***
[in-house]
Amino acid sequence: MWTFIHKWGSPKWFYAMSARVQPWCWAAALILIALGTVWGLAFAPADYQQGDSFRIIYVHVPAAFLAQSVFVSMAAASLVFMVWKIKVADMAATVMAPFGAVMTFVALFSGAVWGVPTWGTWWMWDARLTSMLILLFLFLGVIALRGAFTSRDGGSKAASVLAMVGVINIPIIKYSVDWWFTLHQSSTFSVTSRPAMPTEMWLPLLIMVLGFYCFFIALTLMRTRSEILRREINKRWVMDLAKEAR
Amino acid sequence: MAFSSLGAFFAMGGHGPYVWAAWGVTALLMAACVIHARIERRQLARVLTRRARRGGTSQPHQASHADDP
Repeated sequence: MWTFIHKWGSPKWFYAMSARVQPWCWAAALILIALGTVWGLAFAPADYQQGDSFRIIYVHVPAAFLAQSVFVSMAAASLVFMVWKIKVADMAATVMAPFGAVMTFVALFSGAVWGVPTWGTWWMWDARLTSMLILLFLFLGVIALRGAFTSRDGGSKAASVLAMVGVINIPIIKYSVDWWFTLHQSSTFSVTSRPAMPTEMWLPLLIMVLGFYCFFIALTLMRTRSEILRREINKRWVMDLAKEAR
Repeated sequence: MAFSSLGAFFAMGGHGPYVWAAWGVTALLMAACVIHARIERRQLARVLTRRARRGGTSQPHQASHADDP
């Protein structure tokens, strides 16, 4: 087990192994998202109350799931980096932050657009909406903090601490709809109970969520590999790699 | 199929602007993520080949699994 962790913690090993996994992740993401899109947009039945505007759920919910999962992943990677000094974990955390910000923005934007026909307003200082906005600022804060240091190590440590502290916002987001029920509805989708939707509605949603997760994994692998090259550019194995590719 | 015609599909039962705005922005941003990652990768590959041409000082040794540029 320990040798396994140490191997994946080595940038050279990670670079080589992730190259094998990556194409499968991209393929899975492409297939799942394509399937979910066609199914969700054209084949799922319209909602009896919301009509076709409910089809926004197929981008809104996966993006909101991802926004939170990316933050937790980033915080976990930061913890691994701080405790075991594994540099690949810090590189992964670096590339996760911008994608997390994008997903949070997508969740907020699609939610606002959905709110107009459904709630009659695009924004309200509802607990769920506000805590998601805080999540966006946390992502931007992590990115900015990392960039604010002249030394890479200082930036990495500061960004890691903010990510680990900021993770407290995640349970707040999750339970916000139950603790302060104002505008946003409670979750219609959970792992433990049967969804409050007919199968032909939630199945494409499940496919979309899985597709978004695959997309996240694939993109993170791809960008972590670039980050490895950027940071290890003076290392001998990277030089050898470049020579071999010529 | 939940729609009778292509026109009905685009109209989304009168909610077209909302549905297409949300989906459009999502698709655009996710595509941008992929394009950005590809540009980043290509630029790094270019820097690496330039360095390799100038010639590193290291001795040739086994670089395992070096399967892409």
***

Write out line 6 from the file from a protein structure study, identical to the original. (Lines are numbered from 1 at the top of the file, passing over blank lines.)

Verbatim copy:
């Protein structure tokens, strides 16, 4: 087990192994998202109350799931980096932050657009909406903090601490709809109970969520590999790699 | 199929602007993520080949699994 962790913690090993996994992740993401899109947009039945505007759920919910999962992943990677000094974990955390910000923005934007026909307003200082906005600022804060240091190590440590502290916002987001029920509805989708939707509605949603997760994994692998090259550019194995590719 | 015609599909039962705005922005941003990652990768590959041409000082040794540029 320990040798396994140490191997994946080595940038050279990670670079080589992730190259094998990556194409499968991209393929899975492409297939799942394509399937979910066609199914969700054209084949799922319209909602009896919301009509076709409910089809926004197929981008809104996966993006909101991802926004939170990316933050937790980033915080976990930061913890691994701080405790075991594994540099690949810090590189992964670096590339996760911008994608997390994008997903949070997508969740907020699609939610606002959905709110107009459904709630009659695009924004309200509802607990769920506000805590998601805080999540966006946390992502931007992590990115900015990392960039604010002249030394890479200082930036990495500061960004890691903010990510680990900021993770407290995640349970707040999750339970916000139950603790302060104002505008946003409670979750219609959970792992433990049967969804409050007919199968032909939630199945494409499940496919979309899985597709978004695959997309996240694939993109993170791809960008972590670039980050490895950027940071290890003076290392001998990277030089050898470049020579071999010529 | 939940729609009778292509026109009905685009109209989304009168909610077209909302549905297409949300989906459009999502698709655009996710595509941008992929394009950005590809540009980043290509630029790094270019820097690496330039360095390799100038010639590193290291001795040739086994670089395992070096399967892409």